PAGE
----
Getting a full purchase on the incoming magazine, properly indexing it as with any other reload, is critical, and it literally took me a year and a half - until this summer's 6 days that I spent with Chris Costa - for me to realize this fundamental error.

    Also, something else that really helped was DRM's advice to "drop the gun on the full magazine," instead of trying to raise the magazine up into the magwell.

    Not sure that will help you, but it's worked for me, and I just thought that I'd pass it along.

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    VIP Member Array 40Bob's Avatar
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    A tactical reload can be a real life saver. I would only do it from cover, not just a lull in the fighting. Back in the revolver days we were taught "continuity of fire" Fire 2 reload 2 etc. I carried loops and speed loaders.

    The only question I have is why do you press your non gun hand to your chest? I have always trained to keep it lower nearer to the gunbelt.
    My rifle and pistol are tools, I am the weapon.

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    Quote Originally Posted by 40Bob View Post
    A tactical reload can be a real life saver. I would only do it from cover, not just a lull in the fighting. Back in the revolver days we were taught "continuity of fire" Fire 2 reload 2 etc. I carried loops and speed loaders.

    The only question I have is why do you press your non gun hand to your chest? I have always trained to keep it lower nearer to the gunbelt.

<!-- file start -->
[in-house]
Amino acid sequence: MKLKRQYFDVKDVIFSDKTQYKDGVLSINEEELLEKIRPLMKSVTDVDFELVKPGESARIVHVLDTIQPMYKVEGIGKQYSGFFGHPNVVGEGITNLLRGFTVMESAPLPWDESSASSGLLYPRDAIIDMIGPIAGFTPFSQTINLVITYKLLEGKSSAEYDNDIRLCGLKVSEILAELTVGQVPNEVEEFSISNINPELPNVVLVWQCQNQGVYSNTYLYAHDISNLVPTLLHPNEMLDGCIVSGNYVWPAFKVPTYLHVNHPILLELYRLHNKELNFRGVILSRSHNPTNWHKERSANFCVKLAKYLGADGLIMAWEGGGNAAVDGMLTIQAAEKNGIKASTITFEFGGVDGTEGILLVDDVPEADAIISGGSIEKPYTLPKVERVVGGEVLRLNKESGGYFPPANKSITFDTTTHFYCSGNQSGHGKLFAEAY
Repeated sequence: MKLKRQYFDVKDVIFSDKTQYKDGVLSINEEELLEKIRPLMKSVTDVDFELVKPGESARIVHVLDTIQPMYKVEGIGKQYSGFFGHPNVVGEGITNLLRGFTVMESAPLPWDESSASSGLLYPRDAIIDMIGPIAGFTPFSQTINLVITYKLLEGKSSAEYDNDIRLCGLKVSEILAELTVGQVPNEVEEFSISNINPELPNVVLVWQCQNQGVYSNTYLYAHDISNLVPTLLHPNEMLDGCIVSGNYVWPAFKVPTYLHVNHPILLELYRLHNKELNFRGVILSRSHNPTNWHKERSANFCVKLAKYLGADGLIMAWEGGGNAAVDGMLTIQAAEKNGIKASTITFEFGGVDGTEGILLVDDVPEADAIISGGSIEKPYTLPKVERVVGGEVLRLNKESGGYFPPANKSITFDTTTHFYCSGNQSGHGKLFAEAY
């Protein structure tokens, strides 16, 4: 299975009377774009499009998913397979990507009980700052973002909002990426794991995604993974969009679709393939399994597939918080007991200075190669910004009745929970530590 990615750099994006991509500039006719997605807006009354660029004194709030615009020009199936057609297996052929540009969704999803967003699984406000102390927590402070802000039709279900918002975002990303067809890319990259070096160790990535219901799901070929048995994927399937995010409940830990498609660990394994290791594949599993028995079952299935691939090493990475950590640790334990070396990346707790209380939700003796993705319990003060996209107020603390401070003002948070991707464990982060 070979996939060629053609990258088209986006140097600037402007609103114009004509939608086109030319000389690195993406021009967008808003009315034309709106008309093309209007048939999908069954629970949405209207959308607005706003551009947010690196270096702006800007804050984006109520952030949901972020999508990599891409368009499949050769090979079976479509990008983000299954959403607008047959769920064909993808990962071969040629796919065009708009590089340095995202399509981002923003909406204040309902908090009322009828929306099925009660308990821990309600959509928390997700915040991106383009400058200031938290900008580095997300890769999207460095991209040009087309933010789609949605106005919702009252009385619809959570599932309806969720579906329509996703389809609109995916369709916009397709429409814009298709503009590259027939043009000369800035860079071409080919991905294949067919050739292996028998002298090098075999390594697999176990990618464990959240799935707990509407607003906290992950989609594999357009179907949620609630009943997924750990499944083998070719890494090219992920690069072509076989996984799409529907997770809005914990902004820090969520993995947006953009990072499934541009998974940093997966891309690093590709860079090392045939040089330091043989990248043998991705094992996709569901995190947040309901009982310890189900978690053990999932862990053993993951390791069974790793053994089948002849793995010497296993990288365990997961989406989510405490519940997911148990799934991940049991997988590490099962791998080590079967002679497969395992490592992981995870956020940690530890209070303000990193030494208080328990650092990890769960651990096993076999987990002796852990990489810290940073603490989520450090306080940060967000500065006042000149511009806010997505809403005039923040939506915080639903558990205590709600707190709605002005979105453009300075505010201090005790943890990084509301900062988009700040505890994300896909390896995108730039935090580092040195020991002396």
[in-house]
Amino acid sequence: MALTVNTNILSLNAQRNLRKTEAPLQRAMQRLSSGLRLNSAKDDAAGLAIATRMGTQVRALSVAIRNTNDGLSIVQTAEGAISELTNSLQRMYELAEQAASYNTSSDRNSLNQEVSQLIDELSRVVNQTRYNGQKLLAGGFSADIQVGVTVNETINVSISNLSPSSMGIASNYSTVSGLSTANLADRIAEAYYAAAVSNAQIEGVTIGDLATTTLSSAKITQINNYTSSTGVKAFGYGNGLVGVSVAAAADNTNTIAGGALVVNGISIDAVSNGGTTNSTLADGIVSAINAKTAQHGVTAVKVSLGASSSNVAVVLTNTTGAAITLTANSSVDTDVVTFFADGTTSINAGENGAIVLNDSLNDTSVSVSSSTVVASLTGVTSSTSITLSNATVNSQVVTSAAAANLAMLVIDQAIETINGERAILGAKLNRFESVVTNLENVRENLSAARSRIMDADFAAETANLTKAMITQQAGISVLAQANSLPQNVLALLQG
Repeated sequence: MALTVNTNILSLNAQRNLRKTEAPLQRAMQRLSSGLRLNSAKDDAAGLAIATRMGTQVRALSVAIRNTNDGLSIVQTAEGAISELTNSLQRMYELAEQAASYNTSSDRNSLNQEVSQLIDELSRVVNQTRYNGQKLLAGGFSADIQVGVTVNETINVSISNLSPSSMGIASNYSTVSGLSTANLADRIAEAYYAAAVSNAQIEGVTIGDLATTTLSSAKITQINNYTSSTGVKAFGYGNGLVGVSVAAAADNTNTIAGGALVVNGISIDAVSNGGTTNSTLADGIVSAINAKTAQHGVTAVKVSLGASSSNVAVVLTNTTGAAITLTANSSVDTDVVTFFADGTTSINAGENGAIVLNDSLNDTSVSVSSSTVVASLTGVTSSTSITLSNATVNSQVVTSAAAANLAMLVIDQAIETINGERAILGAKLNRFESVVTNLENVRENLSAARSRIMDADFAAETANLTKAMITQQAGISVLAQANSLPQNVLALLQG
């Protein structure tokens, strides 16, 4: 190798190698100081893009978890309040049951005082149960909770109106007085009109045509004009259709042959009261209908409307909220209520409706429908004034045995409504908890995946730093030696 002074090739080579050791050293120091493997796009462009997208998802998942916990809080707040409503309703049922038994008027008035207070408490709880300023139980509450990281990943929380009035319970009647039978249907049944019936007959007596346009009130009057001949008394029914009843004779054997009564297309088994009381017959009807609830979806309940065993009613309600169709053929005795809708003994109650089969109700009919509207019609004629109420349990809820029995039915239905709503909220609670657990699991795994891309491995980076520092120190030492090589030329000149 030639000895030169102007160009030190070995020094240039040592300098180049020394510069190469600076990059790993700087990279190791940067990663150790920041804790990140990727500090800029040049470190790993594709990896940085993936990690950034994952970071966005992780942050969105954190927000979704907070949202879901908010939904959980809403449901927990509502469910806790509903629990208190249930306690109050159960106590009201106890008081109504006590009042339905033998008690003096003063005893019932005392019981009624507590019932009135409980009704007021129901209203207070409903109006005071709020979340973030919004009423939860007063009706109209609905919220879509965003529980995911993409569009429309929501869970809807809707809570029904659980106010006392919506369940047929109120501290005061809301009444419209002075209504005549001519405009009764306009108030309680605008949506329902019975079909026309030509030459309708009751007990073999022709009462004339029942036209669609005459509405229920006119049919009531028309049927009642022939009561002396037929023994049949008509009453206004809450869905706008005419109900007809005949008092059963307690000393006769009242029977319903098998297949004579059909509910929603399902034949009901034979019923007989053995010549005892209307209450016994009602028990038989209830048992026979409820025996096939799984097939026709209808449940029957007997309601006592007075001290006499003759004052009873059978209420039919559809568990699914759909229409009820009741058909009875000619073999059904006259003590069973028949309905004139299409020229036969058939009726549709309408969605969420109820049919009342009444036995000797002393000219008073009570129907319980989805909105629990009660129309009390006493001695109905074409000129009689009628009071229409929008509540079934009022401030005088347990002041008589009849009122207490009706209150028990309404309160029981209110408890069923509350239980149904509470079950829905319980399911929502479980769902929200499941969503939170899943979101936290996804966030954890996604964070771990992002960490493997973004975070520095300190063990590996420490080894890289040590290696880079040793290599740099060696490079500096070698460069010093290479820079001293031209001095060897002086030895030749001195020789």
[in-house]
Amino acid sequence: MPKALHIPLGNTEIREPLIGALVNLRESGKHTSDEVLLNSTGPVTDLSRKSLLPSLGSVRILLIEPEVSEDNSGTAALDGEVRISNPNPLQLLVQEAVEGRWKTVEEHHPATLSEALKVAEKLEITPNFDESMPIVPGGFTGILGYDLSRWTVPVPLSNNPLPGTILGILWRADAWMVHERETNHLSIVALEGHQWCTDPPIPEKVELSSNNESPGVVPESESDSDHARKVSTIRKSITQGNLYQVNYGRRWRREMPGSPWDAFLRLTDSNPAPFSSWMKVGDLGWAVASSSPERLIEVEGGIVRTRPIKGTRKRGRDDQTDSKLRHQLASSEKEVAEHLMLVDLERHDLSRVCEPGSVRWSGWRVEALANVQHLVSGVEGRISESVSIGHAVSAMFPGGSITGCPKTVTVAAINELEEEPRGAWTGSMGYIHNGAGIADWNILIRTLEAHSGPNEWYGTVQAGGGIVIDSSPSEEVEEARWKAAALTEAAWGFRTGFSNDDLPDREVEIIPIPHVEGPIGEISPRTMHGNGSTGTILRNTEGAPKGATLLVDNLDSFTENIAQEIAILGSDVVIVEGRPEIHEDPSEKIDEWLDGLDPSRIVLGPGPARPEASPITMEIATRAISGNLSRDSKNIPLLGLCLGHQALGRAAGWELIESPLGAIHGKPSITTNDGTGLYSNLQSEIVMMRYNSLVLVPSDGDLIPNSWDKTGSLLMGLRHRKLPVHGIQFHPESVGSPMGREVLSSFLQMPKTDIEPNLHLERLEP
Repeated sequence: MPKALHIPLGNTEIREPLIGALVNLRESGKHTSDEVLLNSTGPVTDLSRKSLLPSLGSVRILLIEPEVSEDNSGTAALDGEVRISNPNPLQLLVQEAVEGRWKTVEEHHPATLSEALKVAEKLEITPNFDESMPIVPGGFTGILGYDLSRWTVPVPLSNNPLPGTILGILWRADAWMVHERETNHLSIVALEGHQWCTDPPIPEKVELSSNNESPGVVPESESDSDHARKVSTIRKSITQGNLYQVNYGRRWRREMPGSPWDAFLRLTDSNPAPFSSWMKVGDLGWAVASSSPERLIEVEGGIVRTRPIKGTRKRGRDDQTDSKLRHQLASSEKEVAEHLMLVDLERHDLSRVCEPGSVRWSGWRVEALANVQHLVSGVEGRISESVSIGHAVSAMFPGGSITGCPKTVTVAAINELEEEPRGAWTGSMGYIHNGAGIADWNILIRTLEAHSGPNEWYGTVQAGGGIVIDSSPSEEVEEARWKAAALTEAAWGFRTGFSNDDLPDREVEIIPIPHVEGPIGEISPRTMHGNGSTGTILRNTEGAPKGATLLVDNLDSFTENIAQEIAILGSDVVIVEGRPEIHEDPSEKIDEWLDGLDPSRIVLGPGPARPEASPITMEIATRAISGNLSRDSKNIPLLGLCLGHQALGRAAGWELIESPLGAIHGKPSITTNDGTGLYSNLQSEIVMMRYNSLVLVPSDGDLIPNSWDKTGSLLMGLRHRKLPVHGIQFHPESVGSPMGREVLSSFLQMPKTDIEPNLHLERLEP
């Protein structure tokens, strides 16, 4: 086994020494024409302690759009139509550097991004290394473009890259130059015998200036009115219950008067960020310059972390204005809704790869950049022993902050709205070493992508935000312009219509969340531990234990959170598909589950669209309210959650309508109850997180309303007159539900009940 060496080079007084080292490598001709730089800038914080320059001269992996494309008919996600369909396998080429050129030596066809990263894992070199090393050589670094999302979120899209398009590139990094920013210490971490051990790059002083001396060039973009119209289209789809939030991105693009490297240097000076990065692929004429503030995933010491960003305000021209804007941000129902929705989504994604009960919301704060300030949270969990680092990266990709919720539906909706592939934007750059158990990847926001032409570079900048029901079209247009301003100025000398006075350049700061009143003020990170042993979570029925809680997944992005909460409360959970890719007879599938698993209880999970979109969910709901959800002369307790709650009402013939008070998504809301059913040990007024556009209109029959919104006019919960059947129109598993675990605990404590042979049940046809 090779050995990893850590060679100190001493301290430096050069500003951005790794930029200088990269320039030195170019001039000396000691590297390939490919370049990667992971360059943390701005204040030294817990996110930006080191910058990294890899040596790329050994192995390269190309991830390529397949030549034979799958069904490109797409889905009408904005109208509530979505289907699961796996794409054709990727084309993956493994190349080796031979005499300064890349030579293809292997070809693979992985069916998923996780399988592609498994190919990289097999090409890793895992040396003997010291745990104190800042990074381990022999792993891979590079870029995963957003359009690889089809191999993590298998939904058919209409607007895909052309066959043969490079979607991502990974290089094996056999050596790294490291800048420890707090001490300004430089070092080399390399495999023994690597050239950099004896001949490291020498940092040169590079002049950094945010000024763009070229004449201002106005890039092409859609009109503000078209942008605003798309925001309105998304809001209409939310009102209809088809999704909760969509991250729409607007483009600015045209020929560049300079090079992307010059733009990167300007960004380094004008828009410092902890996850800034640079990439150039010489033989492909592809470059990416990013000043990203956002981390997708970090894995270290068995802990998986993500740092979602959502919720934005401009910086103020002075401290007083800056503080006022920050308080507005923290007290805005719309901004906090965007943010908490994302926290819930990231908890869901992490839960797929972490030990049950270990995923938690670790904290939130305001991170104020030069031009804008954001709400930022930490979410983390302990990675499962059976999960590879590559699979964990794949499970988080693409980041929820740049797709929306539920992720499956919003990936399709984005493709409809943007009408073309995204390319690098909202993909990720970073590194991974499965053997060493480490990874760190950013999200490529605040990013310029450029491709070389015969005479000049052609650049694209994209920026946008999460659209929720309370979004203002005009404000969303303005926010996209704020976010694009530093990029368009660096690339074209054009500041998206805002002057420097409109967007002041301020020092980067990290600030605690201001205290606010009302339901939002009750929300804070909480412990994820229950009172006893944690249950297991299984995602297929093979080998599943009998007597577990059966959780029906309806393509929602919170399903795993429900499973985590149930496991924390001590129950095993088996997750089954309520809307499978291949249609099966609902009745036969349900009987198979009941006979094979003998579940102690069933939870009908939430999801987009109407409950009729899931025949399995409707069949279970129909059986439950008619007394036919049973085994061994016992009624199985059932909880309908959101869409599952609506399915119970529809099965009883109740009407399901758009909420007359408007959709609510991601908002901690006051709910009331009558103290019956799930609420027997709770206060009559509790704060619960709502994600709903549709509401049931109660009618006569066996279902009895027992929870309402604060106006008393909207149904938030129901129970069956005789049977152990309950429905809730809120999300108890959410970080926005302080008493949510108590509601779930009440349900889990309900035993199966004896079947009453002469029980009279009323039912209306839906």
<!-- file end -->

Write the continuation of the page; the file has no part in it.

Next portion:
Our count 2 of the draw is high, therefore placing my support hand high on the chest/sternum allows for my firing hand and support hand to be in line making for an easy melting of the support hand on the gun prior to extension towards the target. I don't want to chase the gun with my support hand. Also, having a high starting point allows me to acquire my sights much earlier as I extend straight to the target (assuming one doesn't bowl or fish). Just one way of doing...there are many. Thanks for watching.

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    Thanks for posting.
    Have Fun and Shoot Straight !!

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    Member Array PhoenixTS's Avatar
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    Quote Originally Posted by TWO GUNS View Post
    Thanks for posting.
    Thank you!

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    VIP Member Array 40Bob's Avatar
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    Quote Originally Posted by PhoenixTS View Post
    Our count 2 of the draw is high, therefore placing my support hand high on the chest/sternum allows for my firing hand and support hand to be in line making for an easy melting of the support hand on the gun prior to extension towards the target. I don't want to chase the gun with my support hand. Also, having a high starting point allows me to acquire my sights much earlier as I extend straight to the target (assuming one doesn't bowl or fish). Just one way of doing...there are many. Thanks for watching.
    Ok that makes sense. The draw I use is; As soon as I clear leather, the gun is pivoted to horizontal, this allows for quick shots from retention. The gun is then puncher forward, much the same as you describe, I just start lower.
    My rifle and pistol are tools, I am the weapon.